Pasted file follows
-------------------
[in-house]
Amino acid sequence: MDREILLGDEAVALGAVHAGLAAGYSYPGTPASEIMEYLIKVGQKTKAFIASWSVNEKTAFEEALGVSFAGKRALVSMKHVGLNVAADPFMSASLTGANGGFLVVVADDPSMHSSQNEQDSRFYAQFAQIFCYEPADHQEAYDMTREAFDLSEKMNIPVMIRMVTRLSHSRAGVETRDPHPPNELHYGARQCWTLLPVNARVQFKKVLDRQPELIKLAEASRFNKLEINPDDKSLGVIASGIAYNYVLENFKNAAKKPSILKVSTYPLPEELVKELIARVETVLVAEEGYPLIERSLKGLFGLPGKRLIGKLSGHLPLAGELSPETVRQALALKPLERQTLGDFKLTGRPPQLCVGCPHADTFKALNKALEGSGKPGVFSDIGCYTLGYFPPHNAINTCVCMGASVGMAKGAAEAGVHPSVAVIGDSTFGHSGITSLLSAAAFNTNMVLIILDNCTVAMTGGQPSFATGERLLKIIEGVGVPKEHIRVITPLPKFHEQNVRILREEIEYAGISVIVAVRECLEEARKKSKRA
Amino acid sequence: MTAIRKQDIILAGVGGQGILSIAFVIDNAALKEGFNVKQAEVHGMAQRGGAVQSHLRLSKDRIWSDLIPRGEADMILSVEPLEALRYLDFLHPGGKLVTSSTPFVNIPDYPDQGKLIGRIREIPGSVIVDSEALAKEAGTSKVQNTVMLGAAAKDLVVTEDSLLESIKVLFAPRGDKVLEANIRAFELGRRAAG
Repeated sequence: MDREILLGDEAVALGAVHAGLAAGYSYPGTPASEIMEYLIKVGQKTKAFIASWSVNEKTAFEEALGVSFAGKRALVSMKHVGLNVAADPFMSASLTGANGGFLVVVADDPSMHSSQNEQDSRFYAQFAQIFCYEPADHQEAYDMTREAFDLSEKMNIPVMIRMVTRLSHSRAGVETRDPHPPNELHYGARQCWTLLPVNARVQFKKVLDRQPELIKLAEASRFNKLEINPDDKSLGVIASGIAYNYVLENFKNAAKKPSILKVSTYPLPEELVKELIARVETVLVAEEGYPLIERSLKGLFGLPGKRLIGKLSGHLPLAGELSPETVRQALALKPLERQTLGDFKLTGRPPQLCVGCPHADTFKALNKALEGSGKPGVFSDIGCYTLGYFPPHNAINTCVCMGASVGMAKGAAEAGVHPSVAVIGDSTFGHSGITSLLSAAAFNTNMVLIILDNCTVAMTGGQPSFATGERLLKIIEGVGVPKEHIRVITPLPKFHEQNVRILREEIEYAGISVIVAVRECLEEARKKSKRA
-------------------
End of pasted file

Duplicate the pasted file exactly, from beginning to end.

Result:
[in-house]
Amino acid sequence: MDREILLGDEAVALGAVHAGLAAGYSYPGTPASEIMEYLIKVGQKTKAFIASWSVNEKTAFEEALGVSFAGKRALVSMKHVGLNVAADPFMSASLTGANGGFLVVVADDPSMHSSQNEQDSRFYAQFAQIFCYEPADHQEAYDMTREAFDLSEKMNIPVMIRMVTRLSHSRAGVETRDPHPPNELHYGARQCWTLLPVNARVQFKKVLDRQPELIKLAEASRFNKLEINPDDKSLGVIASGIAYNYVLENFKNAAKKPSILKVSTYPLPEELVKELIARVETVLVAEEGYPLIERSLKGLFGLPGKRLIGKLSGHLPLAGELSPETVRQALALKPLERQTLGDFKLTGRPPQLCVGCPHADTFKALNKALEGSGKPGVFSDIGCYTLGYFPPHNAINTCVCMGASVGMAKGAAEAGVHPSVAVIGDSTFGHSGITSLLSAAAFNTNMVLIILDNCTVAMTGGQPSFATGERLLKIIEGVGVPKEHIRVITPLPKFHEQNVRILREEIEYAGISVIVAVRECLEEARKKSKRA
Amino acid sequence: MTAIRKQDIILAGVGGQGILSIAFVIDNAALKEGFNVKQAEVHGMAQRGGAVQSHLRLSKDRIWSDLIPRGEADMILSVEPLEALRYLDFLHPGGKLVTSSTPFVNIPDYPDQGKLIGRIREIPGSVIVDSEALAKEAGTSKVQNTVMLGAAAKDLVVTEDSLLESIKVLFAPRGDKVLEANIRAFELGRRAAG
Repeated sequence: MDREILLGDEAVALGAVHAGLAAGYSYPGTPASEIMEYLIKVGQKTKAFIASWSVNEKTAFEEALGVSFAGKRALVSMKHVGLNVAADPFMSASLTGANGGFLVVVADDPSMHSSQNEQDSRFYAQFAQIFCYEPADHQEAYDMTREAFDLSEKMNIPVMIRMVTRLSHSRAGVETRDPHPPNELHYGARQCWTLLPVNARVQFKKVLDRQPELIKLAEASRFNKLEINPDDKSLGVIASGIAYNYVLENFKNAAKKPSILKVSTYPLPEELVKELIARVETVLVAEEGYPLIERSLKGLFGLPGKRLIGKLSGHLPLAGELSPETVRQALALKPLERQTLGDFKLTGRPPQLCVGCPHADTFKALNKALEGSGKPGVFSDIGCYTLGYFPPHNAINTCVCMGASVGMAKGAAEAGVHPSVAVIGDSTFGHSGITSLLSAAAFNTNMVLIILDNCTVAMTGGQPSFATGERLLKIIEGVGVPKEHIRVITPLPKFHEQNVRILREEIEYAGISVIVAVRECLEEARKKSKRA